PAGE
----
Future Programs

University Club programs are open to the public and are held Tuesdays in the Padua Room of the Hughes Community Center, 1700 Danbury Road, Claremont, Cali fornia. Meetings start at 11:30 AM. The $20 meeting fee includes a buffet lunch. Membership applications are available at each meeting. Map to Hughes Community Center

March Program Chair: Bill Waggener

March 6 –“From the Ooze”


Speaker – Dr. Robert R. Gaines, Edwin F. and Martha Hahn Professor of Geology, Pomona College

In what has been hailed as the world’s most important fossil discovery in decades, Robert Gaines was a member of the team that discovered a stunning new Burgess Shale fossil site in Canada’s Kootenay National Park in 2014. His recent research at Burgess Shale sites has also offered a likely solution to one of biology’s greatest riddles, the preservation of soft-tissue fossils from the Cambrian Explosion, the flowering of complex life on Earth during the Late Neoproterozoic and Cambrian Periods some 570 to 500 million years ago. His hypothesis that a combination of calcium carbonate deposits and lower levels of oxygen and sulfur in the Cambrian seas prevented the degradation of the fossils by microbes was validated by a startlingly consistent pattern in the geochemical data he collected from around the world.  He earned a BS from the College of William and Mary, MS from the University of Cincinnati, and PhD from UC Riverside.  Among his various honors is Pomona College’s Wig Distinguished Professorship Award for Excellence in Teaching in 2007 and 2013.

Introduction: Bill Waggener
Fellowship: Georgia McManigal
Greeters: Larry Wicksted, Tom Helliwell

March 13  – “Full STE-A-M Ahead: Advancing the Arts and Humanities at the U.S. Naval Academy”

Speaker – Dr. William C. Corley,
 Assoc. Professor of English,
 California State Polytechnic University, Pomona

Dr. Corley’s presentation is about his experience teaching literature at the Naval Academy from 2013 to 2016. His focus will demonstrate the ways in which literature facilitates the moral and leadership development of midshipmen at USNA and the ways that literature is part of lifelong learning. Dr. Corley has taught American literature at Cal Poly since 2005. He primarily teaches texts written before 1900, but poetry, veterans studies, and Asian American literature have been known to bring him into the 20th and 21th centuries. The importance of religion to American literature has made the study of literature and religion a larger component of his teaching and research, and he also teaches the Bible as Literature. In 2008-2009, he was deployed to Afghanistan as a Lieutenant in the U.S. Navy Reserve, and since that time has published several essays, poems, and stories on the connections between literature, the university world, and military life. He received his BA in rhetoric from UC Berkeley, an MA in English from San Jose State University, and a PhD in English from UC Riverside.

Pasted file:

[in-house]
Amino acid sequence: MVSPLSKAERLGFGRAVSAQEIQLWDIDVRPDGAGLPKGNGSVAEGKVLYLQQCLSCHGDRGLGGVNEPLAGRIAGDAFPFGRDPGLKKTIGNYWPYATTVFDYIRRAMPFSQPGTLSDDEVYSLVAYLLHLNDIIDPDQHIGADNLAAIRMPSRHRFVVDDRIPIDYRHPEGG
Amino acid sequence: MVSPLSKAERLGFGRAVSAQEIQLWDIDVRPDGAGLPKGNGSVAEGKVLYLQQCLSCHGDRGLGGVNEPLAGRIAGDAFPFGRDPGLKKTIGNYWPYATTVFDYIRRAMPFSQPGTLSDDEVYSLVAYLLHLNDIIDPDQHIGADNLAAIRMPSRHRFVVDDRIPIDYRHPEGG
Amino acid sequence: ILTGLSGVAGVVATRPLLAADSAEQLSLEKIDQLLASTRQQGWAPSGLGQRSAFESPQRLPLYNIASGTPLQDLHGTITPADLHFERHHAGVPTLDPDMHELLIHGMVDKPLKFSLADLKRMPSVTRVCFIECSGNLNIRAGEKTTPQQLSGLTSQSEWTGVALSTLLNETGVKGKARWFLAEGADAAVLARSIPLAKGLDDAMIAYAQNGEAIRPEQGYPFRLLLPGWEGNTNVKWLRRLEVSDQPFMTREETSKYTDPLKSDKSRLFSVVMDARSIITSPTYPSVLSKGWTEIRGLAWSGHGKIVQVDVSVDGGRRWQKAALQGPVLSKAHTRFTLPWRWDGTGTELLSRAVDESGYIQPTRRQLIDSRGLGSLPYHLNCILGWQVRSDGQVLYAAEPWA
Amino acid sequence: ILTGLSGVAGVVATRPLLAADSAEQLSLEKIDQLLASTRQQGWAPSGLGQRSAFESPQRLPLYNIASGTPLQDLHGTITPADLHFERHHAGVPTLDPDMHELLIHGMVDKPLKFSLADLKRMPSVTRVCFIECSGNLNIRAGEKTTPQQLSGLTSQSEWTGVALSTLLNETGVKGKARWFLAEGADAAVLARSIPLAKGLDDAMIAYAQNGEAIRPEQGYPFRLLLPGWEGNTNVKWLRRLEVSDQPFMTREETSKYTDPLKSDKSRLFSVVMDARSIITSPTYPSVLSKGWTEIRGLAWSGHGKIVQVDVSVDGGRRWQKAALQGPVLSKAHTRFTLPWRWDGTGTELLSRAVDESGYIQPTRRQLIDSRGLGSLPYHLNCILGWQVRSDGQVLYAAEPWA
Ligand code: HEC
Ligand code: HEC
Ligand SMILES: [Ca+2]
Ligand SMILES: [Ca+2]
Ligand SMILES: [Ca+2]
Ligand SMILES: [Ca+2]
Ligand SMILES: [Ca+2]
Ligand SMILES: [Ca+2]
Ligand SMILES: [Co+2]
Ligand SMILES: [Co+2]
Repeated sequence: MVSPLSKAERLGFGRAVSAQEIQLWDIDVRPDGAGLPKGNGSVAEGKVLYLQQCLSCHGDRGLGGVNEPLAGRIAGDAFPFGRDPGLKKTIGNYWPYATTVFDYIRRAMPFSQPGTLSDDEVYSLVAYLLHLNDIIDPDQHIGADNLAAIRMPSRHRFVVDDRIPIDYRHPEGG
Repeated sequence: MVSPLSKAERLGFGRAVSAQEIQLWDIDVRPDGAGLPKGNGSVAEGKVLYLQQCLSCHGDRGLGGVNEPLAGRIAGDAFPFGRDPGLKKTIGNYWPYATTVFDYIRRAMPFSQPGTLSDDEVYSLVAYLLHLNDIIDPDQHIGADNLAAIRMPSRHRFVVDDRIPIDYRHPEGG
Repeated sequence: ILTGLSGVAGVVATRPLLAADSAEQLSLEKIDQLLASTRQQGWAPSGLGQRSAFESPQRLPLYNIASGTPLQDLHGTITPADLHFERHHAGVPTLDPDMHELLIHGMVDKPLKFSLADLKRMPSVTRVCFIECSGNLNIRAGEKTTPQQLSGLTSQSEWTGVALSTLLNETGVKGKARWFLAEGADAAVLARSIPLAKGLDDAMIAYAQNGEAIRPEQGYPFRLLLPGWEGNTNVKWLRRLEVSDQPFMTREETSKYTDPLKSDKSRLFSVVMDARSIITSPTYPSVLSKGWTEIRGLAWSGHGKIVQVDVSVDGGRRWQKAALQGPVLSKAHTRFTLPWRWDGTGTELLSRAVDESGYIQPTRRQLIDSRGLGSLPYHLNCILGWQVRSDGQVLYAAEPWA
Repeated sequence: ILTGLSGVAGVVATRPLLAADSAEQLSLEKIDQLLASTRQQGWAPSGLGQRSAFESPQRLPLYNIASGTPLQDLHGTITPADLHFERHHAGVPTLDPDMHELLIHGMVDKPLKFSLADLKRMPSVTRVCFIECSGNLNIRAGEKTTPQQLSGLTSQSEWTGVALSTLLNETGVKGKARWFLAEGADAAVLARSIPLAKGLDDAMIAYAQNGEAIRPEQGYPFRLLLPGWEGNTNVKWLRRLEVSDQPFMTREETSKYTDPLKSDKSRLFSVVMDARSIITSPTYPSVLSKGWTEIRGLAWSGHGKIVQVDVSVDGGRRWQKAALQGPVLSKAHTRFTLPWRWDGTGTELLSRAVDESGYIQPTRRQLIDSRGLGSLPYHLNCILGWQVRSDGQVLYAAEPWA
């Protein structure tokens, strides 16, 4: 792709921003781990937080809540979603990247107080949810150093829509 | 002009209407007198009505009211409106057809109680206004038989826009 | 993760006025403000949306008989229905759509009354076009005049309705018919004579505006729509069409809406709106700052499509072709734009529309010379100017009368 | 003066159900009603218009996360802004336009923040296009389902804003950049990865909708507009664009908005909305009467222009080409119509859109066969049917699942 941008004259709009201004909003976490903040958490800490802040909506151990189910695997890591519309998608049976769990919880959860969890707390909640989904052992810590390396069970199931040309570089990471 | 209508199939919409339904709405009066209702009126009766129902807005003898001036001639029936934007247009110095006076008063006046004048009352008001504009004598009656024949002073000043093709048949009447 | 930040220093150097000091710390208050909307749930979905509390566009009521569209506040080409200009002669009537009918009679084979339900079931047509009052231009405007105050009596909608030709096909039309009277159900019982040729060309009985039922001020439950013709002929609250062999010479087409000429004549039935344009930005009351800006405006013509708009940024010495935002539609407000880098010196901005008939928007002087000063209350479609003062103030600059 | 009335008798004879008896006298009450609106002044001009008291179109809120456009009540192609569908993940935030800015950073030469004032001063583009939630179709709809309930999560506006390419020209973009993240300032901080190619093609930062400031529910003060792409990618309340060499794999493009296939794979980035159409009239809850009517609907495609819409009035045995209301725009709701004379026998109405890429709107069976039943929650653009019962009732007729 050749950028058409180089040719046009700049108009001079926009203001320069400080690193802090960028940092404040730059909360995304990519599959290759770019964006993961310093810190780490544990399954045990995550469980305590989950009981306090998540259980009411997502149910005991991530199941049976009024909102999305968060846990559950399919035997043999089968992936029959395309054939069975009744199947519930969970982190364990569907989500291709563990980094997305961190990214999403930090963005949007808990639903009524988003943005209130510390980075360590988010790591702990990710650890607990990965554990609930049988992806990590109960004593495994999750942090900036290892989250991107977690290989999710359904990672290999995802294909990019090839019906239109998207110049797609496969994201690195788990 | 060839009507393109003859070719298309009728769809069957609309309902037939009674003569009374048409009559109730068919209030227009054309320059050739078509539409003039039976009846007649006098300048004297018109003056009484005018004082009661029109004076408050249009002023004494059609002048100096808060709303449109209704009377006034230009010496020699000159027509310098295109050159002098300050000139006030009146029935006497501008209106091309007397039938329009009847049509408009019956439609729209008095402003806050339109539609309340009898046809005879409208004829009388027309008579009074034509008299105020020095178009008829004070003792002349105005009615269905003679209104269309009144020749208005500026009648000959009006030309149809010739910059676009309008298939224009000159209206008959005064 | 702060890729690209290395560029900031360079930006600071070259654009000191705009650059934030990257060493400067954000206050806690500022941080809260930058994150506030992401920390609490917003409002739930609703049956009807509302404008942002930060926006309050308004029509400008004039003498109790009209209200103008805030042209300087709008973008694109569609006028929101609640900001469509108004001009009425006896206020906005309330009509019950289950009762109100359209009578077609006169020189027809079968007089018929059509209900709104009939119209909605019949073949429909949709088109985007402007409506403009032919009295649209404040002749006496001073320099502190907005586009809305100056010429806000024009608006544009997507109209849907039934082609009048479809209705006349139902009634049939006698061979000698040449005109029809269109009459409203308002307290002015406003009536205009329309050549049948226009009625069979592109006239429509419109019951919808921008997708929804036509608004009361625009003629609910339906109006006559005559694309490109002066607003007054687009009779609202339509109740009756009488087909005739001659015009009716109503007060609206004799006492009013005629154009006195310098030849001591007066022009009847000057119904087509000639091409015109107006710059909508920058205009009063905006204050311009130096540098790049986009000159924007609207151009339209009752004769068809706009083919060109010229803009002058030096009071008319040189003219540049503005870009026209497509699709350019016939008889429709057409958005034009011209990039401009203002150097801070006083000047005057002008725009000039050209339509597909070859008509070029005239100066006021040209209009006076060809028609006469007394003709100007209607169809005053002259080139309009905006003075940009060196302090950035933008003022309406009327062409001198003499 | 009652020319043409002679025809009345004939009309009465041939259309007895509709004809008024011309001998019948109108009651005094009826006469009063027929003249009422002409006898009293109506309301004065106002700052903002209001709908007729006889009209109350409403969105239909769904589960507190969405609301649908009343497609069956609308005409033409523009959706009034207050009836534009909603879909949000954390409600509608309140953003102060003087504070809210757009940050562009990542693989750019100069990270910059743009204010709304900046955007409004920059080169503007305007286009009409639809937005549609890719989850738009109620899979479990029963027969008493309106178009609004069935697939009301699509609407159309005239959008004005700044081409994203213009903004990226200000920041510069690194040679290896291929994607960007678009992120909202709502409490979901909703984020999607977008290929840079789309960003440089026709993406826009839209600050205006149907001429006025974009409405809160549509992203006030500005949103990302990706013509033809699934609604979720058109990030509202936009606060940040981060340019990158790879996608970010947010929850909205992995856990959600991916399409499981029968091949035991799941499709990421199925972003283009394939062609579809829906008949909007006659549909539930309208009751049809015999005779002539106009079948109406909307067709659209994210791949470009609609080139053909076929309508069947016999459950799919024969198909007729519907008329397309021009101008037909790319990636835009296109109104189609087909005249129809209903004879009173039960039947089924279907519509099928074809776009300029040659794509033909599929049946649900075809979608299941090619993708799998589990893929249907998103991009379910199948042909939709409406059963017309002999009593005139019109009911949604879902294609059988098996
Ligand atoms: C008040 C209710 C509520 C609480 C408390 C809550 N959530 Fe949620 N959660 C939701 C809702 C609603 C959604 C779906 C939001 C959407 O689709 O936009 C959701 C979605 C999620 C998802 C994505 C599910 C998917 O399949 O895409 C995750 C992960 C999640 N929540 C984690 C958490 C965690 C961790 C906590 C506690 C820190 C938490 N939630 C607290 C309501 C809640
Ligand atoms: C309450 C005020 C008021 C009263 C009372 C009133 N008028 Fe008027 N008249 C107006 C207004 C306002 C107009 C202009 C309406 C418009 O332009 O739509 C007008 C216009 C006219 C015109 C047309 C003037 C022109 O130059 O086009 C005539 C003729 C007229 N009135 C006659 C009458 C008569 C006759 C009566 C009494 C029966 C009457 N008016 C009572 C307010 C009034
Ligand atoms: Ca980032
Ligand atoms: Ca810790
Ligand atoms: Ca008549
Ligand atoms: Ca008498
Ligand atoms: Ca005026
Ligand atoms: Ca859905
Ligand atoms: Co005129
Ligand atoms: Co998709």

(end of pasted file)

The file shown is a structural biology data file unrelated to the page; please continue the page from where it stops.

Introduction: Art Sutton
Fellowship: Beth Smith
Greeters: Pat Kelly, Art Parker

March 20  – “Pan-Hellenic Games of Ancient Greece”


Speaker – Dr. Evaggelos Vallianatos

The Olympic games were the oldest pan-Hellenic athletic and religious celebration among the Greeks. Similar festivals took place in Delphi (Pythian games), the Isthmus of Corinth (Isthmian games), Nemea in Argolis, Peloponnesos (Nemean games), Athens (Panathenaian games) and Dodona, Epirus. However, the festivities in Olympia, Peloponnesos, dominated Greece for centuries. The Olympics, taking place every four years, was a reliable national calendar.  Fundamentally, these games honored the gods. Zeus in Olympia, Nemea and Dodona; Poseidon in Isthmus, Apollo in Delphi and Athena in Athens. In addition, these pan-Hellenic festivals aimed to bring the Greeks together: get to know each other and celebrate their common identity and culture. Poets read from Homer's epics and their own poetry. Politicians made speeches. The games also had a restraining influence on war among the Greeks. During the games all hostile actions and war ceased. Dr. Vallianatos earned a BA in zoology, MA in Greek medieval history from the University of Illinois, and a PhD from the University of Wisconsin.

Introduction: Anne Sonner
Fellowship: Milt Wilson
Greeters: Milt Wilson, Peter Boniface

March 27 – “Devoured by Darkness”


Speaker – Dr. Edwin C. Krupp, Director of the Griffith Observatory

Last August's All-American Transcontinental Total Solar Eclipse crossed the entire country and confirmed the obvious. Total solar eclipses are now monumental mass entertainment and merchandising opportunities that command world attention. In the past, however, an eclipse was the last thing people wanted to see. In antiquity, an eclipse meant the foundations of the world were at risk, and to many traditional peoples, it looked as if some kind adversary was not just harassing the sun or the moon but taking a bite and swallowing it out of the sky. Ed Krupp studied physics and astronomy at Pomona College and lived for two years at the Brackett Observatory, serving as caretaker of the observatory, weatherman, and telescope demonstrator. Ed earned a BA from Pomona, and MA and PhD in astronomy from UCLA. His dissertation on the morphology of rich clusters of galaxies has been described as: “very respectable” – George Abell (his PhD advisor), “fine work; a definitive study” – Robert Chambers (his undergraduate advisor), and “a very tedious business” – Edwin Krupp.

Introduction: Bill Waggener
Fellowship: Marie Ross
Greeters: Sam Mansour and Bob Knell
Birthdays: Gail Sparks

Bulletin Committee Members: David and Anne Sonner

Calendar Archive (2010-2017) 2018: Jan Feb

Ideas for good program? Contact Bob Smith, Program Committee Chair  909 625-4344 - Bsartist@netscape.com